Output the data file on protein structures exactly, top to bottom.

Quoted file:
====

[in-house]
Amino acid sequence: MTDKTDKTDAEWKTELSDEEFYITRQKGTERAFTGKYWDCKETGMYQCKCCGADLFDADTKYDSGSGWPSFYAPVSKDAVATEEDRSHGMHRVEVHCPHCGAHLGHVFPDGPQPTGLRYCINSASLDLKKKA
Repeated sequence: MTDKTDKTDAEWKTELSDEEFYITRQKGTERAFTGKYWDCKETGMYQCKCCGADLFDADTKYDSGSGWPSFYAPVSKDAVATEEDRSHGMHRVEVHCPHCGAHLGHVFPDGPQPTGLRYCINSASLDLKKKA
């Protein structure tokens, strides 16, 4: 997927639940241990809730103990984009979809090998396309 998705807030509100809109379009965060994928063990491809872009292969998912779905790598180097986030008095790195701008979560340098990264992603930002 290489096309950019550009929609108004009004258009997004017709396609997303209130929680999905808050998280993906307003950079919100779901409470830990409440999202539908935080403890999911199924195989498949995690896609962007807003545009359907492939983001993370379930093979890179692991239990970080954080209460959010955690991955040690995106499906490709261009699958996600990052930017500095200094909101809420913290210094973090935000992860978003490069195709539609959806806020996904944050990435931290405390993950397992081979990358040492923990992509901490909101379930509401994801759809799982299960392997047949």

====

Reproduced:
[in-house]
Amino acid sequence: MTDKTDKTDAEWKTELSDEEFYITRQKGTERAFTGKYWDCKETGMYQCKCCGADLFDADTKYDSGSGWPSFYAPVSKDAVATEEDRSHGMHRVEVHCPHCGAHLGHVFPDGPQPTGLRYCINSASLDLKKKA
Repeated sequence: MTDKTDKTDAEWKTELSDEEFYITRQKGTERAFTGKYWDCKETGMYQCKCCGADLFDADTKYDSGSGWPSFYAPVSKDAVATEEDRSHGMHRVEVHCPHCGAHLGHVFPDGPQPTGLRYCINSASLDLKKKA
């Protein structure tokens, strides 16, 4: 997927639940241990809730103990984009979809090998396309 998705807030509100809109379009965060994928063990491809872009292969998912779905790598180097986030008095790195701008979560340098990264992603930002 290489096309950019550009929609108004009004258009997004017709396609997303209130929680999905808050998280993906307003950079919100779901409470830990409440999202539908935080403890999911199924195989498949995690896609962007807003545009359907492939983001993370379930093979890179692991239990970080954080209460959010955690991955040690995106499906490709261009699958996600990052930017500095200094909101809420913290210094973090935000992860978003490069195709539609959806806020996904944050990435931290405390993950397992081979990358040492923990992509901490909101379930509401994801759809799982299960392997047949």